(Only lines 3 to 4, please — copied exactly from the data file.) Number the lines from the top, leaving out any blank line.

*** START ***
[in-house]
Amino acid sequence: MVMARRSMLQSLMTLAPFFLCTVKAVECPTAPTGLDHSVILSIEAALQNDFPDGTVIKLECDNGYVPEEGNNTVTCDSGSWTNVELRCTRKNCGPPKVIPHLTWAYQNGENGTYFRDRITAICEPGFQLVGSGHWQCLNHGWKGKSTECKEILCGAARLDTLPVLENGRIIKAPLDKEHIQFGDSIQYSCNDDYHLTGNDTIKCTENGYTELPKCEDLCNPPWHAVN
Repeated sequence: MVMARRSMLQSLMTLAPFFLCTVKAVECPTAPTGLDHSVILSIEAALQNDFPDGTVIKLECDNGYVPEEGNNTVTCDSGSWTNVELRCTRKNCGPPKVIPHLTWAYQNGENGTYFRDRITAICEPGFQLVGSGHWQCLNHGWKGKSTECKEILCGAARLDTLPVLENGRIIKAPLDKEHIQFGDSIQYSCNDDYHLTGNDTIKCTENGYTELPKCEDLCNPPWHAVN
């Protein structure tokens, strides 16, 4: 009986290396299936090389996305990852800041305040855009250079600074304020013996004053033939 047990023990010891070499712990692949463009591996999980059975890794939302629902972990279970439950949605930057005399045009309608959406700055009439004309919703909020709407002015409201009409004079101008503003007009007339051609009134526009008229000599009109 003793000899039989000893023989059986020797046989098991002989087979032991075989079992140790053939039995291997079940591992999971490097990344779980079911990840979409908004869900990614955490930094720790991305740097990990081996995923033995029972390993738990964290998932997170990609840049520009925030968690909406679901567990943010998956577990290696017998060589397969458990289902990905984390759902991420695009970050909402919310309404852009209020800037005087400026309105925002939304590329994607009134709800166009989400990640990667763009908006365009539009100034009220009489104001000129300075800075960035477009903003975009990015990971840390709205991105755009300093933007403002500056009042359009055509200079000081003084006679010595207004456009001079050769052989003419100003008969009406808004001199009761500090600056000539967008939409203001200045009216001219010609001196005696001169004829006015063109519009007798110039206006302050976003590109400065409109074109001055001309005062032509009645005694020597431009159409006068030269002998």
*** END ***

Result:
Repeated sequence: MVMARRSMLQSLMTLAPFFLCTVKAVECPTAPTGLDHSVILSIEAALQNDFPDGTVIKLECDNGYVPEEGNNTVTCDSGSWTNVELRCTRKNCGPPKVIPHLTWAYQNGENGTYFRDRITAICEPGFQLVGSGHWQCLNHGWKGKSTECKEILCGAARLDTLPVLENGRIIKAPLDKEHIQFGDSIQYSCNDDYHLTGNDTIKCTENGYTELPKCEDLCNPPWHAVN
């Protein structure tokens, strides 16, 4: 009986290396299936090389996305990852800041305040855009250079600074304020013996004053033939 047990023990010891070499712990692949463009591996999980059975890794939302629902972990279970439950949605930057005399045009309608959406700055009439004309919703909020709407002015409201009409004079101008503003007009007339051609009134526009008229000599009109 003793000899039989000893023989059986020797046989098991002989087979032991075989079992140790053939039995291997079940591992999971490097990344779980079911990840979409908004869900990614955490930094720790991305740097990990081996995923033995029972390993738990964290998932997170990609840049520009925030968690909406679901567990943010998956577990290696017998060589397969458990289902990905984390759902991420695009970050909402919310309404852009209020800037005087400026309105925002939304590329994607009134709800166009989400990640990667763009908006365009539009100034009220009489104001000129300075800075960035477009903003975009990015990971840390709205991105755009300093933007403002500056009042359009055509200079000081003084006679010595207004456009001079050769052989003419100003008969009406808004001199009761500090600056000539967008939409203001200045009216001219010609001196005696001169004829006015063109519009007798110039206006302050976003590109400065409109074109001055001309005062032509009645005694020597431009159409006068030269002998």